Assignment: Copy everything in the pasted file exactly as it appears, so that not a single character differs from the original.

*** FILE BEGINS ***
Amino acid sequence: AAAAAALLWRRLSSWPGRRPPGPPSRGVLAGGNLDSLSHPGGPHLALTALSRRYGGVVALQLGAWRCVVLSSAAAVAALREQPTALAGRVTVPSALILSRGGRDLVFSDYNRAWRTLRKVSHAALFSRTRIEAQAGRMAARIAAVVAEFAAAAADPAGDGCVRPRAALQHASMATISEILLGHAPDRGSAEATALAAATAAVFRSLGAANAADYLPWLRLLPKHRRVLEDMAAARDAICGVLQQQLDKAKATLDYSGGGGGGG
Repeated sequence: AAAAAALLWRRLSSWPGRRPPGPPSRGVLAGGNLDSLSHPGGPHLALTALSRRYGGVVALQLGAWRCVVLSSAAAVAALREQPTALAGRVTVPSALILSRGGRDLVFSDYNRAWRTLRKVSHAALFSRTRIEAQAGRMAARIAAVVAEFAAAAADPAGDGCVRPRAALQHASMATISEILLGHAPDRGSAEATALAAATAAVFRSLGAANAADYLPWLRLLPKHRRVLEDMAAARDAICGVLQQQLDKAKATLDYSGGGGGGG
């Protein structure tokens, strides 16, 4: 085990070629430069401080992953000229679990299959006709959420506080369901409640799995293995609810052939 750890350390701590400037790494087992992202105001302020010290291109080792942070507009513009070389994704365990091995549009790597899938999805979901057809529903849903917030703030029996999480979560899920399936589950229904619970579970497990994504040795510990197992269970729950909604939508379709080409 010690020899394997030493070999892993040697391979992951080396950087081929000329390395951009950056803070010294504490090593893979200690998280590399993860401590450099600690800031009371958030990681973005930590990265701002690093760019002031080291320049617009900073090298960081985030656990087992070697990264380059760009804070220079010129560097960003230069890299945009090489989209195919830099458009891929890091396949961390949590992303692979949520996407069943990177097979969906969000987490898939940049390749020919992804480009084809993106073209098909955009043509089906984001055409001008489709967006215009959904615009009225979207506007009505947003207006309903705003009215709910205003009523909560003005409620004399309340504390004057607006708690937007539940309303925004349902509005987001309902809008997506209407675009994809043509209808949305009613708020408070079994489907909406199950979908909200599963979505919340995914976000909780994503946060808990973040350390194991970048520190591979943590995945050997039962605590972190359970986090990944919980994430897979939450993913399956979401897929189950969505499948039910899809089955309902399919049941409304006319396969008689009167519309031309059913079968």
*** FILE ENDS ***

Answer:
Amino acid sequence: AAAAAALLWRRLSSWPGRRPPGPPSRGVLAGGNLDSLSHPGGPHLALTALSRRYGGVVALQLGAWRCVVLSSAAAVAALREQPTALAGRVTVPSALILSRGGRDLVFSDYNRAWRTLRKVSHAALFSRTRIEAQAGRMAARIAAVVAEFAAAAADPAGDGCVRPRAALQHASMATISEILLGHAPDRGSAEATALAAATAAVFRSLGAANAADYLPWLRLLPKHRRVLEDMAAARDAICGVLQQQLDKAKATLDYSGGGGGGG
Repeated sequence: AAAAAALLWRRLSSWPGRRPPGPPSRGVLAGGNLDSLSHPGGPHLALTALSRRYGGVVALQLGAWRCVVLSSAAAVAALREQPTALAGRVTVPSALILSRGGRDLVFSDYNRAWRTLRKVSHAALFSRTRIEAQAGRMAARIAAVVAEFAAAAADPAGDGCVRPRAALQHASMATISEILLGHAPDRGSAEATALAAATAAVFRSLGAANAADYLPWLRLLPKHRRVLEDMAAARDAICGVLQQQLDKAKATLDYSGGGGGGG
């Protein structure tokens, strides 16, 4: 085990070629430069401080992953000229679990299959006709959420506080369901409640799995293995609810052939 750890350390701590400037790494087992992202105001302020010290291109080792942070507009513009070389994704365990091995549009790597899938999805979901057809529903849903917030703030029996999480979560899920399936589950229904619970579970497990994504040795510990197992269970729950909604939508379709080409 010690020899394997030493070999892993040697391979992951080396950087081929000329390395951009950056803070010294504490090593893979200690998280590399993860401590450099600690800031009371958030990681973005930590990265701002690093760019002031080291320049617009900073090298960081985030656990087992070697990264380059760009804070220079010129560097960003230069890299945009090489989209195919830099458009891929890091396949961390949590992303692979949520996407069943990177097979969906969000987490898939940049390749020919992804480009084809993106073209098909955009043509089906984001055409001008489709967006215009959904615009009225979207506007009505947003207006309903705003009215709910205003009523909560003005409620004399309340504390004057607006708690937007539940309303925004349902509005987001309902809008997506209407675009994809043509209808949305009613708020408070079994489907909406199950979908909200599963979505919340995914976000909780994503946060808990973040350390194991970048520190591979943590995945050997039962605590972190359970986090990944919980994430897979939450993913399956979401897929189950969505499948039910899809089955309902399919049941409304006319396969008689009167519309031309059913079968």